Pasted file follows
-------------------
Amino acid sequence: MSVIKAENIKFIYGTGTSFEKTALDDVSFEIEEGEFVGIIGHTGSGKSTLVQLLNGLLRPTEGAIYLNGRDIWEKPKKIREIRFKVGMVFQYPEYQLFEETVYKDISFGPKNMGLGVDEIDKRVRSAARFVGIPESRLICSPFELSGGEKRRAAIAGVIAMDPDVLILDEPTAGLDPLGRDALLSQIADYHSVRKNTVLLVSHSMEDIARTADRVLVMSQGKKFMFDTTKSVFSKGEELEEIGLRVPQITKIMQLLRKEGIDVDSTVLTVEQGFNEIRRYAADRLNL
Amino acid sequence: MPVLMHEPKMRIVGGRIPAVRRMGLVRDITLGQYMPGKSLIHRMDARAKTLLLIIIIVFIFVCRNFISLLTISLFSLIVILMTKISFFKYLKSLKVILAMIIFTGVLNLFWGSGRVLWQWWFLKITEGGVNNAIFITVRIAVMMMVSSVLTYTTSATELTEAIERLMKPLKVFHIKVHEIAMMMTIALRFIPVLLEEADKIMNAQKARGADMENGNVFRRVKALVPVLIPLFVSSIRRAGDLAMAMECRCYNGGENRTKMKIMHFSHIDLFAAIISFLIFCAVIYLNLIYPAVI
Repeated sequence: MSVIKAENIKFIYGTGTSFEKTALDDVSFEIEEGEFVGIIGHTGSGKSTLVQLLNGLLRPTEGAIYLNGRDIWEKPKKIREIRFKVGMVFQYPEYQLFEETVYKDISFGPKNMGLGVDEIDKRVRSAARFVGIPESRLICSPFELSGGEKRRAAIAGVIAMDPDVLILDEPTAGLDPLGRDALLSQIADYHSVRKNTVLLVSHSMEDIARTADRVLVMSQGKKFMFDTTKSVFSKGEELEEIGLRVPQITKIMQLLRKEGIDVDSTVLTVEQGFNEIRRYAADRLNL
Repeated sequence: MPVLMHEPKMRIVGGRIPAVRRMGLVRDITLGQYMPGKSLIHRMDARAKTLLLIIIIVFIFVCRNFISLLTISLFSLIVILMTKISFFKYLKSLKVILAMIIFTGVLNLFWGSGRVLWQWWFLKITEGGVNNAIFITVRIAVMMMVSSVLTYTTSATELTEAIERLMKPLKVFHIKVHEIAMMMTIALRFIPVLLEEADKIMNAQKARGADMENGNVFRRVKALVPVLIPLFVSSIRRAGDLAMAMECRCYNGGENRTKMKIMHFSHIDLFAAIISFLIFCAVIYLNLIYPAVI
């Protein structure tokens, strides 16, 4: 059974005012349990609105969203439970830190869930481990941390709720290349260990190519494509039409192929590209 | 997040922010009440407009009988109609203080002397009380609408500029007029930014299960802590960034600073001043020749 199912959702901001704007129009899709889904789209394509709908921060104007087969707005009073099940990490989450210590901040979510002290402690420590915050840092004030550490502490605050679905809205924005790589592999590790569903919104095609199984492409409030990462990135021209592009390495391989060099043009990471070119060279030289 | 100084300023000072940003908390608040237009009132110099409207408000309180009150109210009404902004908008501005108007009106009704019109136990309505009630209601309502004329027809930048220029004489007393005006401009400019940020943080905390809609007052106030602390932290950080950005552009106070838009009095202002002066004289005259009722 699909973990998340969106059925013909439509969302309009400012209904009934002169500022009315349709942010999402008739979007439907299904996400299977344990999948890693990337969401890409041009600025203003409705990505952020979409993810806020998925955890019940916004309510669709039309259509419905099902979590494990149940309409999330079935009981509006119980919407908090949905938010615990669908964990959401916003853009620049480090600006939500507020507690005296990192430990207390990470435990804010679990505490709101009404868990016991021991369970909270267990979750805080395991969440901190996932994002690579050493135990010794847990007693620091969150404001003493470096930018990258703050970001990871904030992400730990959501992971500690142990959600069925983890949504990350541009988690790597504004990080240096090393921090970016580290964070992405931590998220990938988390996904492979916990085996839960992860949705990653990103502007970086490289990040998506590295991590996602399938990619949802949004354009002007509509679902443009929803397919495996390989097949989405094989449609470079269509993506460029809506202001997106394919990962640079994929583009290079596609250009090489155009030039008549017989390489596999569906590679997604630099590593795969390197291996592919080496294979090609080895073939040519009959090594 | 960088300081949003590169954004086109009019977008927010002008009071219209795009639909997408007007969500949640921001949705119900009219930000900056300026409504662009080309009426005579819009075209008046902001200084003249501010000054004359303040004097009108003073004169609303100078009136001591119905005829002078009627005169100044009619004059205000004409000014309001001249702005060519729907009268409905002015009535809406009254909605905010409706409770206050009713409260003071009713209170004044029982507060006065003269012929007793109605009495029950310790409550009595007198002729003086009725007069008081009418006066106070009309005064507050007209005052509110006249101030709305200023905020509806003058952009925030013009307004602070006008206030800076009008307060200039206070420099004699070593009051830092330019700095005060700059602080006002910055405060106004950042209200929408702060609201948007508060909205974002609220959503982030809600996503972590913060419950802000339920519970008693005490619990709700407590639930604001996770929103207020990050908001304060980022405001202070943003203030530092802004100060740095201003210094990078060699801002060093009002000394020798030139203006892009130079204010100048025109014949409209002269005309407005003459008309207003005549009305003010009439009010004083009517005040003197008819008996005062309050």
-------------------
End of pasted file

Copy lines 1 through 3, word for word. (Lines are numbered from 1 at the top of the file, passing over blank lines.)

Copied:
Amino acid sequence: MSVIKAENIKFIYGTGTSFEKTALDDVSFEIEEGEFVGIIGHTGSGKSTLVQLLNGLLRPTEGAIYLNGRDIWEKPKKIREIRFKVGMVFQYPEYQLFEETVYKDISFGPKNMGLGVDEIDKRVRSAARFVGIPESRLICSPFELSGGEKRRAAIAGVIAMDPDVLILDEPTAGLDPLGRDALLSQIADYHSVRKNTVLLVSHSMEDIARTADRVLVMSQGKKFMFDTTKSVFSKGEELEEIGLRVPQITKIMQLLRKEGIDVDSTVLTVEQGFNEIRRYAADRLNL
Amino acid sequence: MPVLMHEPKMRIVGGRIPAVRRMGLVRDITLGQYMPGKSLIHRMDARAKTLLLIIIIVFIFVCRNFISLLTISLFSLIVILMTKISFFKYLKSLKVILAMIIFTGVLNLFWGSGRVLWQWWFLKITEGGVNNAIFITVRIAVMMMVSSVLTYTTSATELTEAIERLMKPLKVFHIKVHEIAMMMTIALRFIPVLLEEADKIMNAQKARGADMENGNVFRRVKALVPVLIPLFVSSIRRAGDLAMAMECRCYNGGENRTKMKIMHFSHIDLFAAIISFLIFCAVIYLNLIYPAVI
Repeated sequence: MSVIKAENIKFIYGTGTSFEKTALDDVSFEIEEGEFVGIIGHTGSGKSTLVQLLNGLLRPTEGAIYLNGRDIWEKPKKIREIRFKVGMVFQYPEYQLFEETVYKDISFGPKNMGLGVDEIDKRVRSAARFVGIPESRLICSPFELSGGEKRRAAIAGVIAMDPDVLILDEPTAGLDPLGRDALLSQIADYHSVRKNTVLLVSHSMEDIARTADRVLVMSQGKKFMFDTTKSVFSKGEELEEIGLRVPQITKIMQLLRKEGIDVDSTVLTVEQGFNEIRRYAADRLNL